New leaders must embrace the work of managing others and not slip back into the comfort zone of doing the work themselves, writes Naphtali Hoff. Learn to lead by celebrating small wins, communicating regularly, thinking bigger about the business' future and delegating tasks.
As in many other cities, Camden, N.J.'s combined sewer-stormwater system is no longer efficient because when it was built, the area absorbed much more rainwater. Separating the system to address periodic flooding would be too costly, so the county government is pursuing $80 million for a thorough cleanout of the system, with much of the funding directed toward deferred maintenance.
Leaders can provide more useful feedback to staff if they focus on comments that encourage growth and development, writes Mary Jo Asmus. Make observations brief and unembellished, avoid interrupting or being judgmental, offer empathy and support and follow up later to encourage improvements, she says.
Dallas County commissioners have approved a contract between the city of Dallas and Motorola to upgrade the area's radio system to the digital Project 25 system, recommended after the 9/11 attacks. The digital system would allow first responders from all areas to communicate instantly in the case of a major incident, encrypt conversations and track the locations of first responders.
The future of ride-sharing and driverless vehicles means that cities will need less space to store vehicles, and parking garages, parking lots and curbside parking should no longer be a priority, according to a report from the Regional Plan Association of New York, New Jersey and Connecticut. A number of cities are reducing parking requirements for new developments or experimenting with ways to discourage downtown parking.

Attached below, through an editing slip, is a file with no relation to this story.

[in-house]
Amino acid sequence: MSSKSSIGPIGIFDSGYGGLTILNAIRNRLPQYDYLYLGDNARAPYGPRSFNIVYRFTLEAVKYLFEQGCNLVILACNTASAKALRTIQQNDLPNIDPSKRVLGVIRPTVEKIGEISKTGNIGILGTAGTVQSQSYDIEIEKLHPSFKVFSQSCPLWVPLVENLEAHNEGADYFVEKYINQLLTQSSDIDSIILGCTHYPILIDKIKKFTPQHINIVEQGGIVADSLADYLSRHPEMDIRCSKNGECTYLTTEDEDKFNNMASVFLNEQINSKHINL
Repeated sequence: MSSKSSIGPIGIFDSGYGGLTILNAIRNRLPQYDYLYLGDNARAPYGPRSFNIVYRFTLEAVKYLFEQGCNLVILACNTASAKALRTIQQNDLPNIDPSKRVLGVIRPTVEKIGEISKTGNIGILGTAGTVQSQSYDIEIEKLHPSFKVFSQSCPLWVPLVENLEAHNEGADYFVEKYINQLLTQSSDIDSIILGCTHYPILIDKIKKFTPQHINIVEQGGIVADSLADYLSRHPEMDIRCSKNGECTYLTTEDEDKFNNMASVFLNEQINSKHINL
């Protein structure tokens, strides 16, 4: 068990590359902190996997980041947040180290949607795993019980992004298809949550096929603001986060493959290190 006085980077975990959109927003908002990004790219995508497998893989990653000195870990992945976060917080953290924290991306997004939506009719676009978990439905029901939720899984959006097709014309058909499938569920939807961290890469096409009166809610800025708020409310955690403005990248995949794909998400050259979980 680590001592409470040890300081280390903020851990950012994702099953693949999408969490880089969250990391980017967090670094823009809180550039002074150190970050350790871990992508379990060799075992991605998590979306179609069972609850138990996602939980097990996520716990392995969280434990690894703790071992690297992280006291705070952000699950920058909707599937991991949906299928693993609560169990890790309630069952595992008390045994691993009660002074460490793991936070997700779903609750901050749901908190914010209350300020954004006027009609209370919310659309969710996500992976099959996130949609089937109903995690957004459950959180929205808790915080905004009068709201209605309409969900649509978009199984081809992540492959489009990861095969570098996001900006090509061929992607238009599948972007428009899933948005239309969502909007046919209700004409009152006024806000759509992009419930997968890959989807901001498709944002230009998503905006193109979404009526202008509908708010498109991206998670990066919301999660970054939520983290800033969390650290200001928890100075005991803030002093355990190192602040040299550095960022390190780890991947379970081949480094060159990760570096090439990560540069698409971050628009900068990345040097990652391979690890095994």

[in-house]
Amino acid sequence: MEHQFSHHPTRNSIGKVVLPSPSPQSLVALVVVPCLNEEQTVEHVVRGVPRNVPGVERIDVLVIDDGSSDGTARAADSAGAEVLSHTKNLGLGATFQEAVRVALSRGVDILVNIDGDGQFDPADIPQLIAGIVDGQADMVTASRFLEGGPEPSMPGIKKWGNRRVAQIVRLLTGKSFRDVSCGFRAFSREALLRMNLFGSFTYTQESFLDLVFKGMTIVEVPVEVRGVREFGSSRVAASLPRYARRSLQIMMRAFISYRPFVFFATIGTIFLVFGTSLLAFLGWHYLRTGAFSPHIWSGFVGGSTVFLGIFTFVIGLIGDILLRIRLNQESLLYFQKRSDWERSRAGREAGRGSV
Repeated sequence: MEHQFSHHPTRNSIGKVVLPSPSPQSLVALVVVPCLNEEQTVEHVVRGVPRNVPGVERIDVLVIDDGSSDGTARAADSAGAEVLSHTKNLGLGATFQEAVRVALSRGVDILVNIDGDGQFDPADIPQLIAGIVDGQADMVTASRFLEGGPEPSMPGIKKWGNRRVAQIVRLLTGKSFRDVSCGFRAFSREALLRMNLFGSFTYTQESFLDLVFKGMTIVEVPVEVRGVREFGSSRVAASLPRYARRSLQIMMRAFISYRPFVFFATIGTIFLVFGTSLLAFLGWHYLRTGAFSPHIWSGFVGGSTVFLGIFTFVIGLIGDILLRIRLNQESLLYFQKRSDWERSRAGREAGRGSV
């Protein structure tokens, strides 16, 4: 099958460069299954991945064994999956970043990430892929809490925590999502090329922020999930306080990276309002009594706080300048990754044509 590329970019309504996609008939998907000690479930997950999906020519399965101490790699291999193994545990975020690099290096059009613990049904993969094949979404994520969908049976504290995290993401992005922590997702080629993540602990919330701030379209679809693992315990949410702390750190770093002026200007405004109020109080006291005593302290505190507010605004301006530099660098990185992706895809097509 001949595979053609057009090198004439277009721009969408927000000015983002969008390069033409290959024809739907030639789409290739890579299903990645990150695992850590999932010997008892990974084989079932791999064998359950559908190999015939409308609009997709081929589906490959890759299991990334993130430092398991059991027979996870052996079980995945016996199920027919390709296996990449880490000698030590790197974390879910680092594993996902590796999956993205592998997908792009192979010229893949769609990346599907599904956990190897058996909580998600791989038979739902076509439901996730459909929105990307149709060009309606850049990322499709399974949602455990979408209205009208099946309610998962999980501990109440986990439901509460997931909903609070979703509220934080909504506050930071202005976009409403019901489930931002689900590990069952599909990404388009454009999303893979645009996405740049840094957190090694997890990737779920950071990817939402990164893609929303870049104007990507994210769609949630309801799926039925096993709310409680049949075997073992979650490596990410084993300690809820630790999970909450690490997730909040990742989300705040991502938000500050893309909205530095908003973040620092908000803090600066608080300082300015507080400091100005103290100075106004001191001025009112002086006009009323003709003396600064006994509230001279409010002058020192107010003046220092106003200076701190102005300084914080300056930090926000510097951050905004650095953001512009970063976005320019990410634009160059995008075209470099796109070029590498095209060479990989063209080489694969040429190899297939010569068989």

The National Recreation and Park Association has partnered with the American Planning Association and the Low Impact Development Center to produce a guide for urban parks agencies on developing stormwater infrastructure. The guide includes details on flood-control strategies and funding ideas.
Oregon's state parks created an economic benefit of $1.1 billion last year, says the Oregon Parks and Recreation Department. The parks collectively had 54 million visitors and supported 16,000 jobs, including part-time positions.
A crowdfunding effort has been launched by Howell Main Street Downtown Development Authority officials in Howell, Mich., to raise nearly $7,000 for materials to create a pop-up park. The park would feature artificial turf, seating, games and play materials for children.
Elizabeth Smith has been named the Central Park Conservancy's president and CEO. Smith, who was an assistant New York City parks commissioner under Mayor Michael Bloomberg, replaces Douglas Blonsky.
Urban planning that emphasizes children's needs could have long-term positive effects on cities, according to a report by international consulting firm Arup. "Perhaps uniquely, a child-friendly approach has the potential to unite a range of progressive agendas -- including health and wellbeing, sustainability, resilience and safety -- and to act as a catalyst for urban innovation," the report said.
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